Carol Young spoke out. A day later, she was finally able to see two oncologists to discuss how she might prolong her life.
Young, 65, has terminal cancer and was told two weeks ago that she had a month to live without treatment. Nevertheless, she was unable to secure an appointment with an oncologist at Abbotsford’s cancer clinic until June 13, by which time it would have been 27 days since her dire prognosis.
Young, a successful Haida artist, spoke to The News on Wednesday about her predicament.
“I’m not ready to give up,” said Young, who said she hoped to receive chemotherapy in order to extend her life and spend more time with her children. Although she has had some health issues, Young has not yet been beset by the pain or significant discomfort that often accompanies the final stages of cancer.
Young told The News that after receiving a scan in mid-May, she asked for paperwork to be sent to the BC Cancer Agency’s clinic at Abbotsford Regional Hospital, so she could stay with her son in Langley while receiving treatment. But for a week, she left messages at the clinic, only to hear nothing back. Finally, this Tuesday, she was told that the earliest she could see an oncologist was June 13. She couldn’t restart treatment before then.
Young spoke to The News on Wednesday and a story was posted online soon thereafter. Within hours, an assistant for provincial health minister Adrian Dix contacted The News to get in touch with Young, which led to a conversation between Young and Dix. On Thursday, Young got an appointment with a radiation oncologist and an oncologist who deals with chemotherapy, according to her daughter.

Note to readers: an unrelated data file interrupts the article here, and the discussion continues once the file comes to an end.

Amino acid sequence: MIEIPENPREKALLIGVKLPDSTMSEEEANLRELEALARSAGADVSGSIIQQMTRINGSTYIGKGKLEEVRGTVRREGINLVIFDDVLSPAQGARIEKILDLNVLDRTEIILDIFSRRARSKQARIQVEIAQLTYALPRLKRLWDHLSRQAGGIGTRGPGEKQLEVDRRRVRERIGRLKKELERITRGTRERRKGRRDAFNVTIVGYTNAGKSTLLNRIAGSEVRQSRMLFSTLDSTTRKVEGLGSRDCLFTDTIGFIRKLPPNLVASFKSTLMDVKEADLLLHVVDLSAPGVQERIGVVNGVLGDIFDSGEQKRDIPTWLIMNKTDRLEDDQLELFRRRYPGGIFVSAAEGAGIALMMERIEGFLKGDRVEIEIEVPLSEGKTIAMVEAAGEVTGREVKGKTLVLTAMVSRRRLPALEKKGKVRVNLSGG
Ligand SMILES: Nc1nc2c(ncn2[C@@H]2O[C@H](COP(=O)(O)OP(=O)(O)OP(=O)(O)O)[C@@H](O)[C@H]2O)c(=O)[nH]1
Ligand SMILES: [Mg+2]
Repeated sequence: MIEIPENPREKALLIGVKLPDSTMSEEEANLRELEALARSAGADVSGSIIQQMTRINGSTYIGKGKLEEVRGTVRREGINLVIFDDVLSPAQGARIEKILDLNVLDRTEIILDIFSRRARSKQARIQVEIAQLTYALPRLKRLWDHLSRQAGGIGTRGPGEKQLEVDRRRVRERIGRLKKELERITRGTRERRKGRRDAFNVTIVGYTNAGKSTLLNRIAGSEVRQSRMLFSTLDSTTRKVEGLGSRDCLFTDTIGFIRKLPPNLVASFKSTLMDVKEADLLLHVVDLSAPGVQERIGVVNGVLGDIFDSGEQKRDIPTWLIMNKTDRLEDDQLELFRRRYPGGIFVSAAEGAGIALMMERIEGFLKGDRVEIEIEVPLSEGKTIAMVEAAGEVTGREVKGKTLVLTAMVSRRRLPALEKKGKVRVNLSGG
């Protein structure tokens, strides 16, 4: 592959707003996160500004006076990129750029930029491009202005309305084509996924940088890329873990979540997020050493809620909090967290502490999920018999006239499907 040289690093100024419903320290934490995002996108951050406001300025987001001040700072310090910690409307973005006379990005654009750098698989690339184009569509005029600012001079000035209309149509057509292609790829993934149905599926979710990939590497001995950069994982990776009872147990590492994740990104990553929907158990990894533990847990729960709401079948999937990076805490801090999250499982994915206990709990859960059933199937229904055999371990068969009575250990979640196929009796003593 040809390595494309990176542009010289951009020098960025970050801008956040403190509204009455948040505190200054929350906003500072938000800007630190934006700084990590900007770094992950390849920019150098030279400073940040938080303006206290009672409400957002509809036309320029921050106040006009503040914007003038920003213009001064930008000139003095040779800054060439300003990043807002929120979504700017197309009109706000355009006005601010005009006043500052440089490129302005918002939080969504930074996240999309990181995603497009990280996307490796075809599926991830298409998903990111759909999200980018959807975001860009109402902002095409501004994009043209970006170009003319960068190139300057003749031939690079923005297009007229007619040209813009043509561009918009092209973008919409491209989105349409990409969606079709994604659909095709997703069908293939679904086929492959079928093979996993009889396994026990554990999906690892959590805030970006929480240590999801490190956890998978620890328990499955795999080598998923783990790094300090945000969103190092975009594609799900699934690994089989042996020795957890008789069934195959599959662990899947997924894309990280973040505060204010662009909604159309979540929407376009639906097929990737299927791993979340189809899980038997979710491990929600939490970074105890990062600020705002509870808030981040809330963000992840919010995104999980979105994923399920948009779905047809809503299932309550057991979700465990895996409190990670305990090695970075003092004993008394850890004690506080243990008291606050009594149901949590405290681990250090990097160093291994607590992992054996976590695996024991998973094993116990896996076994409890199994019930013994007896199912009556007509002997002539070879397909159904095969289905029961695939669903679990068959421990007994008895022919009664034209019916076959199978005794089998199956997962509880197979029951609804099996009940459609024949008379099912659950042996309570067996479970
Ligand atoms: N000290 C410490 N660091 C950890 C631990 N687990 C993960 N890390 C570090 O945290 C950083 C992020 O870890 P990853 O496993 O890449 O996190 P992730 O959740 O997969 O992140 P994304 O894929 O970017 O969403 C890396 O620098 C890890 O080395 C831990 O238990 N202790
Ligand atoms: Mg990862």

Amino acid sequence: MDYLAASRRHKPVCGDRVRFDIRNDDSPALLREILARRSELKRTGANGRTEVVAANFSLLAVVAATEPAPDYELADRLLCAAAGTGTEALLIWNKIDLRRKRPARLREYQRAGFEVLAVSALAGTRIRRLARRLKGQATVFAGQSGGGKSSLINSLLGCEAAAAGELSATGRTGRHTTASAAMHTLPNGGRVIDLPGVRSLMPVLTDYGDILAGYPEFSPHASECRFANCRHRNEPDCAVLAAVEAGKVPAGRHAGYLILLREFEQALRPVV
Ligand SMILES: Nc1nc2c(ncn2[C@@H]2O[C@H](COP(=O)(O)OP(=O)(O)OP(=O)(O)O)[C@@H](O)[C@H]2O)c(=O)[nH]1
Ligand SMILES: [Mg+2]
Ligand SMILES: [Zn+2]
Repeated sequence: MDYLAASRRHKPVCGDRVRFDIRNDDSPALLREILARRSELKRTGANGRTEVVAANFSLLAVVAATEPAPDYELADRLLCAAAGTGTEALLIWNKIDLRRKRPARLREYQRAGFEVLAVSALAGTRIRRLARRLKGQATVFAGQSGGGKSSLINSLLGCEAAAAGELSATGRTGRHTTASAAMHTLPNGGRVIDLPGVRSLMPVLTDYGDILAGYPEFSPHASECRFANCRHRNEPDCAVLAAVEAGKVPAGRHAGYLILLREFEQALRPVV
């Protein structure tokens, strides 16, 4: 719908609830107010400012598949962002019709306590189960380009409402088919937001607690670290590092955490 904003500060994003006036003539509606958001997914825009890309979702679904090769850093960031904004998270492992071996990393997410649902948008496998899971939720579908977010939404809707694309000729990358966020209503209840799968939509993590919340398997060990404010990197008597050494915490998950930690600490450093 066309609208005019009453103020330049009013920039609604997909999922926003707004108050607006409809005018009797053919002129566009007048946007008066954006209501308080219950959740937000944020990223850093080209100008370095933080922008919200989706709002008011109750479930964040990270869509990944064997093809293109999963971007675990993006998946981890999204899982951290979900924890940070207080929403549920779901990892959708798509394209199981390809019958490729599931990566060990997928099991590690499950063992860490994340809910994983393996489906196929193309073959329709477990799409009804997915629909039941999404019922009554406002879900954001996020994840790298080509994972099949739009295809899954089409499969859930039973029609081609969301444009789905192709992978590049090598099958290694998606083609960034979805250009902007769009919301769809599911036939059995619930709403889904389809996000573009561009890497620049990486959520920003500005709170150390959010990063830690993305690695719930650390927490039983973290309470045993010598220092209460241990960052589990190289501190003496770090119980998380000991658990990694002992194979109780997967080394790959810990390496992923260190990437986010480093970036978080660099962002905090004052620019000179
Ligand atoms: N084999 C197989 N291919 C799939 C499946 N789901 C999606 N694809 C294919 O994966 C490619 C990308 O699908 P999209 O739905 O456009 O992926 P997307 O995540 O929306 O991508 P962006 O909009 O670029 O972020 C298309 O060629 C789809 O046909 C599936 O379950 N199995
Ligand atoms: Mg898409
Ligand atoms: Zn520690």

Young’s path forward is still unclear, and The News intends to respect the family’s privacy. But the waiting for the oncologist appointment, at least, is over. Young told The News that the hardest part of her treatment had been waiting to receive information.
It’s unclear how common Young’s situation is. Others spoke of long waits to see a cancer specialist, and Young herself was told that the oncologist’s schedule was “full” until mid-June.
Pamela Gole, the BC Cancer Agency director of communications, said that while she can’t discuss the specifics of Young’s case, she said it was neither “common nor is it the regular standard of care.”
The agency’s referral forms have an area where physicians can signal the urgency of the case, she noted.
And although it can be difficult to fill oncologist positions, Gole said the cancer clinic in Abbotsford has a full complement of cancer specialists. She said Young’s case was not the result of a shortage of oncologists.
“Providing the best possible patient care is our priority,” Gole said.
Asked what other patients who might find themselves in similar situations can do, Gole pointed them towards each health authority’s Patient Care Quality Office. Information can be found under “complaints” at the bottom of most health authority and agencies’ websites. Gole said complaints of an urgent nature are treated as such. Complaints also, she said, allow health officials to improve system-wide care.
The News also has requested to speak to Dix, but a health ministry spokesperson said such questions should be directed to the Provincial Health Services Authority that oversees the BC Cancer Agency. The News has repeated its request, given Dix’s role overseeing provincial health policy.
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